“I’m simply trying to turn something that means something to me, into something that exists, and how it is received is secondary to that” explains director Panos Cosmatos. His sophomore feature MANDY is set in the Pacific Northwest, 1983, where Red Miller’s (Nicolas Cage) once peaceful existence with wife Mandy Bloom (Andrea Riseborough) is destroyed by a cult led by the sadistic Jeremiah Sand (Linus Roache). This savage intrusion sets Red on the path of vengeance as he grieves for his dead wife. In conversation with FrightFest, Cosmatos discussed making films for a future audience, the importance of his own dreams and being satisfied with imperfection.

 

FrightFest: Why film as a means of creative expression? Was there an inspirational or defining moment?

Panos Cosmatos - Well, they were always around when I was growing up. When I was very young we lived in Sweden and there were no films on TV that I can remember. My father would bring back from London these Super 8 reels, the short or the highlighted versions of films. So all the early stuff I saw was the highlight reels of ONE MILLION YEARS B.C and THE THREE CABALLEROS, and the first time I saw STAR WARS was probably a shortened 30 minute version on Super 8.

I always loved film and my father had a huge library of Betamax tapes that he'd made up off cable television. The moment it clicked for me that I could be a director was when I watched Martin Scorsese's AFTER HOURS, and Sam Raimi's the EVIL DEAD 2 back to back [laughs]. And it taught me about the stylised, mechanised way the camera moved in those films that made something in my mind click - I realised the director could express himself using the camera.

 

FF: How have the expectations compared to the realities of the experience on your first two films?

PC: For me making BEYOND THE BLACK RAINBOW was an almost an existential act. I wanted to make a film before I died, so that I could die a more honourable death [laughs]. My goal was simply to make the one film, and having done that I felt like I had achieved a personal goal that was extremely important to me. If I'd never made MANDY, I'd be happy with the fact that I'd made BLACK RAINBOW.

I never have expectations of the film being received well or poorly, or at all. I’m simply trying to turn something that means something to me, into something that exists, and how it is received is secondary to that. The fact that I've been able to do two of them I feel personally is almost like a miracle. So I am just happy to have made them, but In making these two films I feel like I was almost making them for a hypothetical audience 40 years from now. I like the idea of someone happening across these films in virtual reality in 40 years, and connecting with them then. The present doesn't really interest me that much [laughs].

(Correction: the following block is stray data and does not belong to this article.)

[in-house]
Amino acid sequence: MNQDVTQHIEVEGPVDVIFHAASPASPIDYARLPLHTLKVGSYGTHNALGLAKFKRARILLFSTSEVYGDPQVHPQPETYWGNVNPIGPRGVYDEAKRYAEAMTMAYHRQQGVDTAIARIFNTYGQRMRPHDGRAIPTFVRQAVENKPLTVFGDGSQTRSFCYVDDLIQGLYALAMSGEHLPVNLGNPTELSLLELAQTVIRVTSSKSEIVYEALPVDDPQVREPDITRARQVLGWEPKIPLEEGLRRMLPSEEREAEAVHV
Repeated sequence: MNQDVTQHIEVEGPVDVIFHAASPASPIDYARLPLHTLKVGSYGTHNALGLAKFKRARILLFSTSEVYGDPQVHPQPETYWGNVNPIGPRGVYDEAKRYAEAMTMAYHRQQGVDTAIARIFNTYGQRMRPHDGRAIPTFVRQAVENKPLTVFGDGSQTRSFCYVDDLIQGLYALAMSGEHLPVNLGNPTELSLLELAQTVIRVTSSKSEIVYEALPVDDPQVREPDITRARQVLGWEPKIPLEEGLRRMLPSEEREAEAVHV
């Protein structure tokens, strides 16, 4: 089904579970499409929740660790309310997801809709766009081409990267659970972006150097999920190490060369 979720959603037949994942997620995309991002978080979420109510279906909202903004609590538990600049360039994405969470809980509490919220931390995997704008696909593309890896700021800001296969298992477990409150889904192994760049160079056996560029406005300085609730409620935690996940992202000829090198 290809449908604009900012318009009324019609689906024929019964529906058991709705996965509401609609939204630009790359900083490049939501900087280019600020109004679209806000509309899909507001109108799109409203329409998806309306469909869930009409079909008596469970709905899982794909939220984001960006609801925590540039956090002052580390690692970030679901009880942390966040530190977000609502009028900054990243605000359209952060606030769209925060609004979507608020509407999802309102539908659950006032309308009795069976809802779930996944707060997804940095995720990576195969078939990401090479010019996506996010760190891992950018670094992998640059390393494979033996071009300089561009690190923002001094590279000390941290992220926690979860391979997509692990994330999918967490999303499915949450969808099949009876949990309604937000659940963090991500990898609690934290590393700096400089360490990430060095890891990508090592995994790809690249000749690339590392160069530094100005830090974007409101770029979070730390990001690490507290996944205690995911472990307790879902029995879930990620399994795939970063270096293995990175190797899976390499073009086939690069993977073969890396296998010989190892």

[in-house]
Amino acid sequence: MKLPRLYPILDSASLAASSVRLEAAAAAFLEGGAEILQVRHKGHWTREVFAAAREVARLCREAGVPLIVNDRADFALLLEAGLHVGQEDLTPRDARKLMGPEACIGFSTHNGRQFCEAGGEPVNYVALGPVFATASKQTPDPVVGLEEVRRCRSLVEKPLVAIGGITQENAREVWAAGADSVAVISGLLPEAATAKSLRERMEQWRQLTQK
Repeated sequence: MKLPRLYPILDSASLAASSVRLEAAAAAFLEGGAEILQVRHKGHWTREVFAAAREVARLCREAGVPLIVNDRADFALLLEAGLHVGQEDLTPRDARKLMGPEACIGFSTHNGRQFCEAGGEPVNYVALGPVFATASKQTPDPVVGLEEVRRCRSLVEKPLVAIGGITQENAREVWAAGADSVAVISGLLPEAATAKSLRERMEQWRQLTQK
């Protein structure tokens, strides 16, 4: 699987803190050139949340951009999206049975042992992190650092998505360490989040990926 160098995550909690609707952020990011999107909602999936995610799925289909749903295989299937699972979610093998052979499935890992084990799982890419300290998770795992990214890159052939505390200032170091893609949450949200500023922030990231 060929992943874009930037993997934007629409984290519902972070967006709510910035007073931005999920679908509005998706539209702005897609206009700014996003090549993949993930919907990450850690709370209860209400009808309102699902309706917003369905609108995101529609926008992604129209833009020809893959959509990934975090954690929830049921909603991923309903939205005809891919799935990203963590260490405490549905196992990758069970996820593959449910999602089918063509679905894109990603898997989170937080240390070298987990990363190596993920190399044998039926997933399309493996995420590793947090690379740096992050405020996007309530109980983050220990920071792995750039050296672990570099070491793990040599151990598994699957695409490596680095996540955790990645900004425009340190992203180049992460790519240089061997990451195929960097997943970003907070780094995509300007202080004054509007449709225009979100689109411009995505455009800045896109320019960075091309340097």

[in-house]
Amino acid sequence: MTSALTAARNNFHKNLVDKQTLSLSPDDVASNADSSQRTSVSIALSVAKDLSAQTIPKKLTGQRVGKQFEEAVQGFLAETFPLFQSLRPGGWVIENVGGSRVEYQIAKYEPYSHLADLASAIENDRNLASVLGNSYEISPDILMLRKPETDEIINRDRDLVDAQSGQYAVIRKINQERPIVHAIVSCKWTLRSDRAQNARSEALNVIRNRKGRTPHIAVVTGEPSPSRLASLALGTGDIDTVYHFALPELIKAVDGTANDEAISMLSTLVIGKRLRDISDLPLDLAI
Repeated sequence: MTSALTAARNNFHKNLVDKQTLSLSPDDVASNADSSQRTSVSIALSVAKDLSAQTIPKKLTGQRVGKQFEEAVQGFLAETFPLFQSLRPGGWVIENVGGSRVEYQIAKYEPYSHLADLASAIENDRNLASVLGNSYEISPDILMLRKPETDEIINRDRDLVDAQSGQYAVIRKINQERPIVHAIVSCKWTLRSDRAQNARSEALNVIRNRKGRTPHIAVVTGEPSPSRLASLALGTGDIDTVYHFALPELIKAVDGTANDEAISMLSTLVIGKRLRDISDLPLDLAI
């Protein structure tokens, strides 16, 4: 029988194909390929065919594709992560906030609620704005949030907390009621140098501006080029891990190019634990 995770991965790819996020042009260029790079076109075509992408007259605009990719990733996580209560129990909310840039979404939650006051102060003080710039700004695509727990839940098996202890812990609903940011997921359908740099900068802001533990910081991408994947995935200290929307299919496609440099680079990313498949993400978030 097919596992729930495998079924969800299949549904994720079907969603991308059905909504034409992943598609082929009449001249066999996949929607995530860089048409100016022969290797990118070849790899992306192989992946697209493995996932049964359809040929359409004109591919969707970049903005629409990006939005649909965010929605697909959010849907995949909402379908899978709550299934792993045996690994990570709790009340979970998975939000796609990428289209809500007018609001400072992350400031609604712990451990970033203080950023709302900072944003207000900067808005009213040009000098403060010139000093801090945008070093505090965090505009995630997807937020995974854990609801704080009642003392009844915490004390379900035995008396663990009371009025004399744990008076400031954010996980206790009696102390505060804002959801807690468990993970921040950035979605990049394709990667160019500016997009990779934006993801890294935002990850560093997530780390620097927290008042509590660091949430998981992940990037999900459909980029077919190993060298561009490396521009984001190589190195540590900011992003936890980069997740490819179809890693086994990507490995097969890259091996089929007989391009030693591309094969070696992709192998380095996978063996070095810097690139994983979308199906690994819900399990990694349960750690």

FF: Films such as AFTER HOURS and THE EVIL DEAD 2 are still being watched and discussed. As a culture, it feels that we are lost in the immediacy of the present, yet film can exist beyond the moment, which conflicts with how we relate to time.

PC: The way I perceive the world currently is that we live in a future, a sort of dystopian reality, and I feel that time has lost all meaning to me. Maybe it has something to do with this living in the moment. There is a strange self-consciousness that has been brought on by social media that's making people hyper-aware of themselves in a way that is unhealthy. Why do child stars tend to go mental a lot? It's because they were made hyper-aware and self-conscious of their own image at an early age. Now people by the millions are becoming hyper self-conscious and what is that going to result in? But I think what you are saying is right, and it's more important than ever to have these objects, these films that fall outside of the normal spacetime continuum that you can almost breathe in again.

 

 

FF: Thinking about the natural fear of one’s mortality, does a film afford the filmmaker immortality?

PC: I think so. A big driving factor in wanting to make BLACK RAINBOW was to make some small contribution to the mosaic of cinema before I went in the ground. And having done that, I feel less afraid to die.

 

FF: What was the genesis of MANDY, and with it being such a strong visual film, did the images come before the story?